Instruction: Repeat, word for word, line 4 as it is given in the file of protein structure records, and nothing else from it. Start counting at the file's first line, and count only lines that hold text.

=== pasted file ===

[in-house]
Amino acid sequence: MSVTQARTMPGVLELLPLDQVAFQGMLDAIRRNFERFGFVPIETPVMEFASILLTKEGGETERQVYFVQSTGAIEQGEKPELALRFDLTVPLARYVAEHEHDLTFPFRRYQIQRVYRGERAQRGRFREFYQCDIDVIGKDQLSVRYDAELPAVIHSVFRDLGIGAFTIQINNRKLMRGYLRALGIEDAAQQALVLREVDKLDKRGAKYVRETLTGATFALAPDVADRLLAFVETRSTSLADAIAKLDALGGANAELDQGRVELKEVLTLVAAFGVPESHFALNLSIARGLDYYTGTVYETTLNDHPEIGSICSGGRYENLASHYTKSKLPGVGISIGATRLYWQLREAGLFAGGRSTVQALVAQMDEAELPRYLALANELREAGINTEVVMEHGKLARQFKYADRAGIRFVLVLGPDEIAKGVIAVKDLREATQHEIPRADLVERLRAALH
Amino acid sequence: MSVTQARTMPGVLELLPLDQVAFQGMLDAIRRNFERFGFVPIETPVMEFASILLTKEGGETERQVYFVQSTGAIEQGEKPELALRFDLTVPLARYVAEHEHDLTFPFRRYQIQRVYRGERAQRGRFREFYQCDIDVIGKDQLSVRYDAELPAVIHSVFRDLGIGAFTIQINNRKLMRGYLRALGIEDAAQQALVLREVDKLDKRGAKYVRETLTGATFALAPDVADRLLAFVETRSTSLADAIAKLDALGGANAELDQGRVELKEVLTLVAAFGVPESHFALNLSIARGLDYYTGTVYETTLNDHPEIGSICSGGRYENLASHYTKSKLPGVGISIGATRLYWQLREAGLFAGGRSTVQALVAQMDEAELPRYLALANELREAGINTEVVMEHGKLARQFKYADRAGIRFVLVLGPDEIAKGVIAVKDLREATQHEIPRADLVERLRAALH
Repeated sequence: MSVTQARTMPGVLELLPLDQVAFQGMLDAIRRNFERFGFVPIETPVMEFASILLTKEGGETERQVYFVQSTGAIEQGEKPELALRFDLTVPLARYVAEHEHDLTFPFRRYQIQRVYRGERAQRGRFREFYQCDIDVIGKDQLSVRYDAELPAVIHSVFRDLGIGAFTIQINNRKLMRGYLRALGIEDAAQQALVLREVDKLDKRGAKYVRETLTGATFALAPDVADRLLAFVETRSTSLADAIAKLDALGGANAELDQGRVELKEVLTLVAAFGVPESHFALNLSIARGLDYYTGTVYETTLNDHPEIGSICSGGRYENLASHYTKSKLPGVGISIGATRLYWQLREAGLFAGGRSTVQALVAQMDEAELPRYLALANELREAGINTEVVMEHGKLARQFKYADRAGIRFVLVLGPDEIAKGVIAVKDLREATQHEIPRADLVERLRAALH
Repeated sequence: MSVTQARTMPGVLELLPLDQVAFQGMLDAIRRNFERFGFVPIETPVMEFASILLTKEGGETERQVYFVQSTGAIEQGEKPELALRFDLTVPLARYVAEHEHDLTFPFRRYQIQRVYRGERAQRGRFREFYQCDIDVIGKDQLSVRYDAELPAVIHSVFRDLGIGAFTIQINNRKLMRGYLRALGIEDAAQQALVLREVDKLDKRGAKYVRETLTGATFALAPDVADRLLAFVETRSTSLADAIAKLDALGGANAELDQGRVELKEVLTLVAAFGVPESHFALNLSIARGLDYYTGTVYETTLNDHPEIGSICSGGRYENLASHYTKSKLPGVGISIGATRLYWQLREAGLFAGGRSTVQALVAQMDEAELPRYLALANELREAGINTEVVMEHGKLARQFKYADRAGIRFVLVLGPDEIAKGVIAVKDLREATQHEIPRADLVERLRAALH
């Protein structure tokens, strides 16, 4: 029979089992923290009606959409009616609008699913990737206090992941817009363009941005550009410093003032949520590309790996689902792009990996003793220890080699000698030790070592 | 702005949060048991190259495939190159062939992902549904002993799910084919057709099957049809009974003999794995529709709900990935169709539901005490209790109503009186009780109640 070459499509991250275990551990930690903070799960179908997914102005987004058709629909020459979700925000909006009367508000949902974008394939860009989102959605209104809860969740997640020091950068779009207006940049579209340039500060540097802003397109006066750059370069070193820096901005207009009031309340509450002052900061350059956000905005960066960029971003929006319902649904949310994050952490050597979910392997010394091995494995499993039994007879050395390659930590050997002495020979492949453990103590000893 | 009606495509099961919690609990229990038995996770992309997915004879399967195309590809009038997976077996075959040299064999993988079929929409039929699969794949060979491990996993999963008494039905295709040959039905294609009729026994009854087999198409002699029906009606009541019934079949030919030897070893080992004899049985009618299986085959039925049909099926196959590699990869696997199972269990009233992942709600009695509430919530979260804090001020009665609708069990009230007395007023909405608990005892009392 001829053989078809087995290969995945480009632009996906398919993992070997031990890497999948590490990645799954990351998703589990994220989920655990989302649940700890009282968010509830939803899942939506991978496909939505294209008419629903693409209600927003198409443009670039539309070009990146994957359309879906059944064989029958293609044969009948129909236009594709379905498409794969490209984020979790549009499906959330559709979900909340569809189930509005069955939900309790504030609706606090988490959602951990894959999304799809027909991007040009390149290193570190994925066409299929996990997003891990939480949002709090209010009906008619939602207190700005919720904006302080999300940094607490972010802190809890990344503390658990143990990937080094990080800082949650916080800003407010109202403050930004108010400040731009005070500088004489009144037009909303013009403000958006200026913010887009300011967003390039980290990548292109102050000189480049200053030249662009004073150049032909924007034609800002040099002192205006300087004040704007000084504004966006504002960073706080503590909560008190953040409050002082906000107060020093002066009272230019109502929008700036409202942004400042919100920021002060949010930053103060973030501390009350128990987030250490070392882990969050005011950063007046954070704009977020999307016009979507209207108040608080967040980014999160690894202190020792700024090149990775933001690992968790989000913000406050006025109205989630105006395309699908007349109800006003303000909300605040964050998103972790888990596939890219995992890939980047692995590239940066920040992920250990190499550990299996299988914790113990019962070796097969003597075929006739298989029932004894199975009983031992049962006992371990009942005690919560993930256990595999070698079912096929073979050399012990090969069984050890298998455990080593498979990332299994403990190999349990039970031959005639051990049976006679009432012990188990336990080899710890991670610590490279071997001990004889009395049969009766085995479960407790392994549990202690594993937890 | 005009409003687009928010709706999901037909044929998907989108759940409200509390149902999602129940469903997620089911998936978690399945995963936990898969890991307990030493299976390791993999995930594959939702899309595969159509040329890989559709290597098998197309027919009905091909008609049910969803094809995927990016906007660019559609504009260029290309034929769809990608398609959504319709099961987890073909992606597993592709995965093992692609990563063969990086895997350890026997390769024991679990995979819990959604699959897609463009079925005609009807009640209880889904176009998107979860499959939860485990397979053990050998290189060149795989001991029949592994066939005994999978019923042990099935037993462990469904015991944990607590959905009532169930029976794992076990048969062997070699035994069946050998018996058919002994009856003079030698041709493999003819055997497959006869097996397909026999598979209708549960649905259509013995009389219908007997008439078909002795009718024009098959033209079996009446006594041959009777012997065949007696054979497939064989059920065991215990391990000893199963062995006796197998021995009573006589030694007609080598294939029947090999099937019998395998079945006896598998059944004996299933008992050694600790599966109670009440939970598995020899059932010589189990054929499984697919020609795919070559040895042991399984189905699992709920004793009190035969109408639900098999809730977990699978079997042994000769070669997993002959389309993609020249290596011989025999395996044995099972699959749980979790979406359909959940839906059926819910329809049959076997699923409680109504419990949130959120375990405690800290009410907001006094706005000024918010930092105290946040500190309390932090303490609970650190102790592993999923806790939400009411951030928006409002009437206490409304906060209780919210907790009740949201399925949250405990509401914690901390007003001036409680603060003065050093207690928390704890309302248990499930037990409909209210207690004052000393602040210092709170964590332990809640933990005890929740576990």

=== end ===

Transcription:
Repeated sequence: MSVTQARTMPGVLELLPLDQVAFQGMLDAIRRNFERFGFVPIETPVMEFASILLTKEGGETERQVYFVQSTGAIEQGEKPELALRFDLTVPLARYVAEHEHDLTFPFRRYQIQRVYRGERAQRGRFREFYQCDIDVIGKDQLSVRYDAELPAVIHSVFRDLGIGAFTIQINNRKLMRGYLRALGIEDAAQQALVLREVDKLDKRGAKYVRETLTGATFALAPDVADRLLAFVETRSTSLADAIAKLDALGGANAELDQGRVELKEVLTLVAAFGVPESHFALNLSIARGLDYYTGTVYETTLNDHPEIGSICSGGRYENLASHYTKSKLPGVGISIGATRLYWQLREAGLFAGGRSTVQALVAQMDEAELPRYLALANELREAGINTEVVMEHGKLARQFKYADRAGIRFVLVLGPDEIAKGVIAVKDLREATQHEIPRADLVERLRAALH